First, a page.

For a while we have speculated that AMD’s Zen 3 based desktop CPUs, codenamed Vermeer, would have very good gaming performance thanks to its increased integer IPC, 8 core CCX, and effective doubling in cache size. With Zen 3 due for an announcement on October 8th, it’s not surprising that some benchmarks are finally starting to leak, and this one found by @TUM_APISAK in particular looks promising.
It’s not usual to get this kind of benchmark, as it’s in a game we’re all familiar with (Ashes of the Singularity), in a workload that does scale well with more CPU cores and IPC, and reports the kind of performance that implies a well functioning CPU. It’s usually not interesting to report on these benchmarks if it’s from something like Userbenchmark or some old 3DMark benchmark or has a score that’s obviously too low to make sense. Thankfully, this time is different and this benchmark is worth looking at.
If we look at the CPU framerate (which is decoupled from the actual, GPU bottlenecked framerate) we can see that the 5800X enjoys a 16% lead against a 10900K result selected by TUM_APISAK. This isn’t too surprising if you’ve been paying attention to our exclusives. It was also only a matter of time before Intel finally lost to a resurgent AMD given Intel’s pace is shockingly lethargic. Though, on the other hand, 16% isn’t earth shattering and we have to consider that this is CPU framerate, and in the real world it’s likely the GPU framerate will be the bottleneck, as is the case in both the 5800X result and the 10900K result. It’s nice to see more performance but it’s not something to hype up.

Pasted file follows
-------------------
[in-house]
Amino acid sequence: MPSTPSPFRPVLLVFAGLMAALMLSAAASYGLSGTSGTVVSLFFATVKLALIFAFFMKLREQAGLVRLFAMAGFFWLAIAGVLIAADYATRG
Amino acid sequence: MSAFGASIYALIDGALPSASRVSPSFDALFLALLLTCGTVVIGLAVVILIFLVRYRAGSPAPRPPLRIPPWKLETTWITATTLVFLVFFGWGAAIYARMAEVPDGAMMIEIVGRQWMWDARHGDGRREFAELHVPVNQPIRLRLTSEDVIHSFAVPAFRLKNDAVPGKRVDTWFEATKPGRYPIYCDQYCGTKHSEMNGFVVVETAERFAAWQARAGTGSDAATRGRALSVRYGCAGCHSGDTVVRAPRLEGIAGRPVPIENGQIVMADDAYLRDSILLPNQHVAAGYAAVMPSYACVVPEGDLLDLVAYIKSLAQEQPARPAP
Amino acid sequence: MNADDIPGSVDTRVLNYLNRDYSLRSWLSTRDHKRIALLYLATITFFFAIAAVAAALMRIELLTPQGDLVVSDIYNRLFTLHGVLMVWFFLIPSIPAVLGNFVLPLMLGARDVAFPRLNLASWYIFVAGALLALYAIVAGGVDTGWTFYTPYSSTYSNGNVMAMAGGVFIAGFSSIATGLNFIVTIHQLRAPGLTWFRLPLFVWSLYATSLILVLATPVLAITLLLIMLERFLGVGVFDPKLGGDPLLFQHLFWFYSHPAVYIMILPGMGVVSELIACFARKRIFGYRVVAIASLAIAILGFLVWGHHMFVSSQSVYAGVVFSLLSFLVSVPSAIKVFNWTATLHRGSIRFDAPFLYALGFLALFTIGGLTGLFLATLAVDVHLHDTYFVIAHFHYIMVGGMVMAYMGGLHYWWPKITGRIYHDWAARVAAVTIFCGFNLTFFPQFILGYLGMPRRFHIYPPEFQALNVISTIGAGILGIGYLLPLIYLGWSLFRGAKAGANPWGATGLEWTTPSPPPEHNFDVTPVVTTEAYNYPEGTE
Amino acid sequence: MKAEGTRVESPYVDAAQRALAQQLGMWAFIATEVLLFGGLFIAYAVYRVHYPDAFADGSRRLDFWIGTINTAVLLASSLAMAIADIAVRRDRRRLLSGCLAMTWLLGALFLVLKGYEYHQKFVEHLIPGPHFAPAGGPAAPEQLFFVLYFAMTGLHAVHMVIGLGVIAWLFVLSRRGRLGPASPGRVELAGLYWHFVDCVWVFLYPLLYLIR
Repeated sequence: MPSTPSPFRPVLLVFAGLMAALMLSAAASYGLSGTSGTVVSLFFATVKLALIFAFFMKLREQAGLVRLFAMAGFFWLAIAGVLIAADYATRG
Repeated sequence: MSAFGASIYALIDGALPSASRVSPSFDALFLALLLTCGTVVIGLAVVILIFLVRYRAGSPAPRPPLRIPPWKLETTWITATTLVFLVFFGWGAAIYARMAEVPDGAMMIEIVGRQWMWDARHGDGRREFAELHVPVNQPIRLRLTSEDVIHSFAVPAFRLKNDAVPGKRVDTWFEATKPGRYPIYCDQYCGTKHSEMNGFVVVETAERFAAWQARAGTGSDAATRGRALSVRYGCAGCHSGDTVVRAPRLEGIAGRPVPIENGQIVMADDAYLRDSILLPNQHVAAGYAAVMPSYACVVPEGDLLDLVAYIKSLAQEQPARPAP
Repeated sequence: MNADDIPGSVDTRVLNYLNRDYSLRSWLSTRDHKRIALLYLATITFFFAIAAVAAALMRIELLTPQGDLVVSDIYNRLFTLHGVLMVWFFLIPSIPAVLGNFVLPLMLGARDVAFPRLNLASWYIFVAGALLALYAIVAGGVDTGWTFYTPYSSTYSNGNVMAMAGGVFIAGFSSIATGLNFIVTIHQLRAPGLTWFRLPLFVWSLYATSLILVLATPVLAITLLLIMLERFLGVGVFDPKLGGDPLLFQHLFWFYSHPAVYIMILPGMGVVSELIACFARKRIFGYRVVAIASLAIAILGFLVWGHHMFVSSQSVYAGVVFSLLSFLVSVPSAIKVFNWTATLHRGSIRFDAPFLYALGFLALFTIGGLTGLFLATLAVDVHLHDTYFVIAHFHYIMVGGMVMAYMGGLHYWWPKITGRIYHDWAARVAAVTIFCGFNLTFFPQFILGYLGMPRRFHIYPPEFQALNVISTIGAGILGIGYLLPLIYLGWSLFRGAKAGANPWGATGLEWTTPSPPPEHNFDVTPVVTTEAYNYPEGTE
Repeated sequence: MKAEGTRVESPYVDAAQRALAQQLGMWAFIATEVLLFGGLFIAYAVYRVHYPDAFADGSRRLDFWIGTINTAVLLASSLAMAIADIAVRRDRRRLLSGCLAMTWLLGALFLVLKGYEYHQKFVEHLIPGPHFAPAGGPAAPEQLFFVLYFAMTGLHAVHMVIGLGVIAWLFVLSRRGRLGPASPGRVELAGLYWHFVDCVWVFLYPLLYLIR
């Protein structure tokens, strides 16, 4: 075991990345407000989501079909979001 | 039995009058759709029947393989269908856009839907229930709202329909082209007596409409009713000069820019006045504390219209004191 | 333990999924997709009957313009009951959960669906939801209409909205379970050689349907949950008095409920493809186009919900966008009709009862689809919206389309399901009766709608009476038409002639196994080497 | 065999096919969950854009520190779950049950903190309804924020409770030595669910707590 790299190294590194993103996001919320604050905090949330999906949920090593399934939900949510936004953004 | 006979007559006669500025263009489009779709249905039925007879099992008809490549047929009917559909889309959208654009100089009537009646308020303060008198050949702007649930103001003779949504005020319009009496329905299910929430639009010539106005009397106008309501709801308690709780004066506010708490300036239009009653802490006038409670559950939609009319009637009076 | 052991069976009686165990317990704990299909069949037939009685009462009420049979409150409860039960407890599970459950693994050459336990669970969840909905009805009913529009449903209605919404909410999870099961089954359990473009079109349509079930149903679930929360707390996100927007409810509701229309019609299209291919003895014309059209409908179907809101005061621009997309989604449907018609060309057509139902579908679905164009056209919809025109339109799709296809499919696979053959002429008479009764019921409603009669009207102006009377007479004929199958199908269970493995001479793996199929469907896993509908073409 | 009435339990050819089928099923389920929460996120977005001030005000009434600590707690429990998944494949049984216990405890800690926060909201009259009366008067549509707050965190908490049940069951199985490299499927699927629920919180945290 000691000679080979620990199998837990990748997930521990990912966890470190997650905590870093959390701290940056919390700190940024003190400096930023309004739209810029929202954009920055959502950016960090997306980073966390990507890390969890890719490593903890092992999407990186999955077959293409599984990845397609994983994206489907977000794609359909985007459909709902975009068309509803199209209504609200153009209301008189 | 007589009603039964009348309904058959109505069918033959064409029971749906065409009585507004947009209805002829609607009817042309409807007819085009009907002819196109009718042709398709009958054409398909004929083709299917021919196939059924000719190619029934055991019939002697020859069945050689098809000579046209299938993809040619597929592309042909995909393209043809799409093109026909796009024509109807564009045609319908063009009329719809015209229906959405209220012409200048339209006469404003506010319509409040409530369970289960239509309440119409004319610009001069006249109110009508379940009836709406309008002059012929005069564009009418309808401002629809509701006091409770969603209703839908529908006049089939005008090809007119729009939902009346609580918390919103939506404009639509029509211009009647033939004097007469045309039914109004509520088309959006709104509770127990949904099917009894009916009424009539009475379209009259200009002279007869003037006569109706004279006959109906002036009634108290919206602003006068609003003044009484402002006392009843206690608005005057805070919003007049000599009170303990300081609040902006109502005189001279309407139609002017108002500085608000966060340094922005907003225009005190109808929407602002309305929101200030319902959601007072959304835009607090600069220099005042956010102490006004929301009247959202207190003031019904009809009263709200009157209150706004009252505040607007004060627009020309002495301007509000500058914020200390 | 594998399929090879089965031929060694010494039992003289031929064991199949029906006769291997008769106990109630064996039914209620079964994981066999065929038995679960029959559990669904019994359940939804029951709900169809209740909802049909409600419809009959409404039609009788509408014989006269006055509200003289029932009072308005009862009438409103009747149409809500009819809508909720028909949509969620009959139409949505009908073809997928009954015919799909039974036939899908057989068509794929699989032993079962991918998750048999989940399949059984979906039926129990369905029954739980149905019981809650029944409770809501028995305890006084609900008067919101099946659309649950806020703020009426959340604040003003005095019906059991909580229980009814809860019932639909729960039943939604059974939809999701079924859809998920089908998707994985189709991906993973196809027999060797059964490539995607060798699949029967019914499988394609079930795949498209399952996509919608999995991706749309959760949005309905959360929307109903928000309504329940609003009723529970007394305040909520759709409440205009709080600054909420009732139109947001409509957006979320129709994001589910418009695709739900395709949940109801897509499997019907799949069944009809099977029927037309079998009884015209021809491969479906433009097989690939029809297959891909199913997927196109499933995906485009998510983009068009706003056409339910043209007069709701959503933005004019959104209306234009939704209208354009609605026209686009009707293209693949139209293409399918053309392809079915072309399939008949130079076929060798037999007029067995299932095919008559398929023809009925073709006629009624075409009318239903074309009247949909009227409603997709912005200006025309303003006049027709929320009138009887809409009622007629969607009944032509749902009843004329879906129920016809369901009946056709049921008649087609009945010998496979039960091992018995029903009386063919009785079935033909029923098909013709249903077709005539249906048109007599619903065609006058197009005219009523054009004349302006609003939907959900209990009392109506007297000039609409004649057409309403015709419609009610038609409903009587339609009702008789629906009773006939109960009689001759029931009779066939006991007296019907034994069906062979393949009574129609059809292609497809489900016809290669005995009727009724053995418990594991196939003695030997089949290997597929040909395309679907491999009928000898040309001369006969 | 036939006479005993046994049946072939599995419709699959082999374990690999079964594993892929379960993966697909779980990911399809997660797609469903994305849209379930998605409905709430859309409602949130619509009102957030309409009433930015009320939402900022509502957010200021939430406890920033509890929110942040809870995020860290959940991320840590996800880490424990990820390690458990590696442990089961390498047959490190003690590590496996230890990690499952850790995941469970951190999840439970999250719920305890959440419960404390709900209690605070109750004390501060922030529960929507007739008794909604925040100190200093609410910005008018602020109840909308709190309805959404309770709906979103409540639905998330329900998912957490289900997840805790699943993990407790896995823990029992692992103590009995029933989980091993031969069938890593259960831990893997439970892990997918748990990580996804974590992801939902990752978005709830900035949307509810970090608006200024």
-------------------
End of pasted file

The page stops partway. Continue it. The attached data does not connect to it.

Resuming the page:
Another interesting tidbit, while not new, is the fact that this is a 5000 series SKU, not a 4000 series SKU. Recently there have been indications within drivers and software that reference the upcoming Zen 3 desktop CPUs as the 5000 series. This is probably an attempt to get rid of the confusion surrounding the APUs; if AMD were to name Zen 3 desktop CPUs as the 4000 series, some might assume the 4000 series APUs were Zen 3 based, or perhaps the other way around and assume the 4000 series CPUs were Zen 2 based.
Finally, one last thing I noticed was the naming of this 8 core CPU, the 5800X. x800X class CPUs have always been 8 cores, so this is nothing new, but I had expected a 10 core SKU thanks to the increase size of the CCX, which should allow for a 10 core design. I wouldn’t expect the x900X class to go down in core count, so perhaps a 5850X exists and will come with 10 cores? Purely speculation, but it’s worth considering.